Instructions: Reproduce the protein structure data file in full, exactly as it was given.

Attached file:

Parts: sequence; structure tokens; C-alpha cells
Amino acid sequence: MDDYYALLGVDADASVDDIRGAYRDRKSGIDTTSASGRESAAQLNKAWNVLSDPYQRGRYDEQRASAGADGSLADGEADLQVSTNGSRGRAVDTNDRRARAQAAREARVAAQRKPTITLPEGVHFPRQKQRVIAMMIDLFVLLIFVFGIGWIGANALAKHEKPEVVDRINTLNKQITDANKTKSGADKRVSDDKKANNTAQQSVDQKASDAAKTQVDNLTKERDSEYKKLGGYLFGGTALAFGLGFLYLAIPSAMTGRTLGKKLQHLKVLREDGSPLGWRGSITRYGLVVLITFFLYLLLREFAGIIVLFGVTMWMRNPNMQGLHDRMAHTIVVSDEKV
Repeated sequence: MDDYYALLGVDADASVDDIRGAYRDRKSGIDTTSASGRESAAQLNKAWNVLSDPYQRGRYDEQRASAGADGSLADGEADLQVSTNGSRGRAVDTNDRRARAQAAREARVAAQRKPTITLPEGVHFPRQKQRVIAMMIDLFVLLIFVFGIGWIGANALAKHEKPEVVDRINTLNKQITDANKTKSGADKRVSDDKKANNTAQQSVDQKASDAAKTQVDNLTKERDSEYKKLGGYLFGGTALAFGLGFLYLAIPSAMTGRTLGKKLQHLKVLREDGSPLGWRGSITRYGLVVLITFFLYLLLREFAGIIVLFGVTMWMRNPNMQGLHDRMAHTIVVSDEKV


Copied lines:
Parts: sequence; structure tokens; C-alpha cells
Amino acid sequence: MDDYYALLGVDADASVDDIRGAYRDRKSGIDTTSASGRESAAQLNKAWNVLSDPYQRGRYDEQRASAGADGSLADGEADLQVSTNGSRGRAVDTNDRRARAQAAREARVAAQRKPTITLPEGVHFPRQKQRVIAMMIDLFVLLIFVFGIGWIGANALAKHEKPEVVDRINTLNKQITDANKTKSGADKRVSDDKKANNTAQQSVDQKASDAAKTQVDNLTKERDSEYKKLGGYLFGGTALAFGLGFLYLAIPSAMTGRTLGKKLQHLKVLREDGSPLGWRGSITRYGLVVLITFFLYLLLREFAGIIVLFGVTMWMRNPNMQGLHDRMAHTIVVSDEKV
Repeated sequence: MDDYYALLGVDADASVDDIRGAYRDRKSGIDTTSASGRESAAQLNKAWNVLSDPYQRGRYDEQRASAGADGSLADGEADLQVSTNGSRGRAVDTNDRRARAQAAREARVAAQRKPTITLPEGVHFPRQKQRVIAMMIDLFVLLIFVFGIGWIGANALAKHEKPEVVDRINTLNKQITDANKTKSGADKRVSDDKKANNTAQQSVDQKASDAAKTQVDNLTKERDSEYKKLGGYLFGGTALAFGLGFLYLAIPSAMTGRTLGKKLQHLKVLREDGSPLGWRGSITRYGLVVLITFFLYLLLREFAGIIVLFGVTMWMRNPNMQGLHDRMAHTIVVSDEKV